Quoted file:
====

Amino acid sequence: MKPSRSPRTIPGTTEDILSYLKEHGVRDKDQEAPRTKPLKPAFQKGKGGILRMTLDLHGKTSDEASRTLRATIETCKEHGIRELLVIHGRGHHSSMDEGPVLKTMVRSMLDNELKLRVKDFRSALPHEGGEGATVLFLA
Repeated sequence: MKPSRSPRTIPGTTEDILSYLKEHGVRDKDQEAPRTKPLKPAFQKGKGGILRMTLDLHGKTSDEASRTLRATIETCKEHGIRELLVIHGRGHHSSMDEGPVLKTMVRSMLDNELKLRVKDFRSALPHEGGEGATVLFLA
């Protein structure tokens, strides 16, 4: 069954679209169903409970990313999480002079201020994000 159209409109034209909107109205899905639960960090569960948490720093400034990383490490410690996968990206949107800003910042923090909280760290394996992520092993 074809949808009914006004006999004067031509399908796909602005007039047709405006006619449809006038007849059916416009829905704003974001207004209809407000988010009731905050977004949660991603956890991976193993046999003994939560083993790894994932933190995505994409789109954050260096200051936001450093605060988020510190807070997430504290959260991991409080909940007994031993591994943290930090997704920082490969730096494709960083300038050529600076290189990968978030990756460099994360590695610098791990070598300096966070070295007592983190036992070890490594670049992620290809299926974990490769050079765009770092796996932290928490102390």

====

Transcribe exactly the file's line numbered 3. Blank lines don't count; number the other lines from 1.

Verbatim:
């Protein structure tokens, strides 16, 4: 069954679209169903409970990313999480002079201020994000 159209409109034209909107109205899905639960960090569960948490720093400034990383490490410690996968990206949107800003910042923090909280760290394996992520092993 074809949808009914006004006999004067031509399908796909602005007039047709405006006619449809006038007849059916416009829905704003974001207004209809407000988010009731905050977004949660991603956890991976193993046999003994939560083993790894994932933190995505994409789109954050260096200051936001450093605060988020510190807070997430504290959260991991409080909940007994031993591994943290930090997704920082490969730096494709960083300038050529600076290189990968978030990756460099994360590695610098791990070598300096966070070295007592983190036992070890490594670049992620290809299926974990490769050079765009770092796996932290928490102390």